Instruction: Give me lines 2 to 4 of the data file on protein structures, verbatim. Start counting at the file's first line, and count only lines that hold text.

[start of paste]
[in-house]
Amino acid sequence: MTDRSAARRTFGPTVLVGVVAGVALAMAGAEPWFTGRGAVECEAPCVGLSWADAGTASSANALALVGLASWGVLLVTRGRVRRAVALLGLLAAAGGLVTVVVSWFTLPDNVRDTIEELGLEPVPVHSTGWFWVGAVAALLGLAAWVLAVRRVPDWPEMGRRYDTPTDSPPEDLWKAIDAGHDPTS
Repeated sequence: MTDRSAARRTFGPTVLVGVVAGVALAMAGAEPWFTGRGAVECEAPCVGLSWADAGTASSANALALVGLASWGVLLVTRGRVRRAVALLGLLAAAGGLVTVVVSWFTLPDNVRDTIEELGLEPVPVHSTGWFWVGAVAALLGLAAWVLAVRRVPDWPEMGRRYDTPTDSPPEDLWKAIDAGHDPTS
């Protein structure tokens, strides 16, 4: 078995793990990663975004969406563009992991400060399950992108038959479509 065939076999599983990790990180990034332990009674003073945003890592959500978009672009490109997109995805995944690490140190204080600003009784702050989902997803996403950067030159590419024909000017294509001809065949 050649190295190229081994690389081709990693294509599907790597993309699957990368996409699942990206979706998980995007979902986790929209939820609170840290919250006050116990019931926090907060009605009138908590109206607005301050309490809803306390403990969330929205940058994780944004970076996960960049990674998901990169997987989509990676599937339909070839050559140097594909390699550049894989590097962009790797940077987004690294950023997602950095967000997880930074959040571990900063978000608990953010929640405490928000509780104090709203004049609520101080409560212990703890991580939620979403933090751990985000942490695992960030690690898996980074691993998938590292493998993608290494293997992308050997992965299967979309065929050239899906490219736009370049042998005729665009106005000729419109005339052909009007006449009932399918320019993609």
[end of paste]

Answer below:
Amino acid sequence: MTDRSAARRTFGPTVLVGVVAGVALAMAGAEPWFTGRGAVECEAPCVGLSWADAGTASSANALALVGLASWGVLLVTRGRVRRAVALLGLLAAAGGLVTVVVSWFTLPDNVRDTIEELGLEPVPVHSTGWFWVGAVAALLGLAAWVLAVRRVPDWPEMGRRYDTPTDSPPEDLWKAIDAGHDPTS
Repeated sequence: MTDRSAARRTFGPTVLVGVVAGVALAMAGAEPWFTGRGAVECEAPCVGLSWADAGTASSANALALVGLASWGVLLVTRGRVRRAVALLGLLAAAGGLVTVVVSWFTLPDNVRDTIEELGLEPVPVHSTGWFWVGAVAALLGLAAWVLAVRRVPDWPEMGRRYDTPTDSPPEDLWKAIDAGHDPTS
């Protein structure tokens, strides 16, 4: 078995793990990663975004969406563009992991400060399950992108038959479509 065939076999599983990790990180990034332990009674003073945003890592959500978009672009490109997109995805995944690490140190204080600003009784702050989902997803996403950067030159590419024909000017294509001809065949 050649190295190229081994690389081709990693294509599907790597993309699957990368996409699942990206979706998980995007979902986790929209939820609170840290919250006050116990019931926090907060009605009138908590109206607005301050309490809803306390403990969330929205940058994780944004970076996960960049990674998901990169997987989509990676599937339909070839050559140097594909390699550049894989590097962009790797940077987004690294950023997602950095967000997880930074959040571990900063978000608990953010929640405490928000509780104090709203004049609520101080409560212990703890991580939620979403933090751990985000942490695992960030690690898996980074691993998938590292493998993608290494293997992308050997992965299967979309065929050239899906490219736009370049042998005729665009106005000729419109005339052909009007006449009932399918320019993609």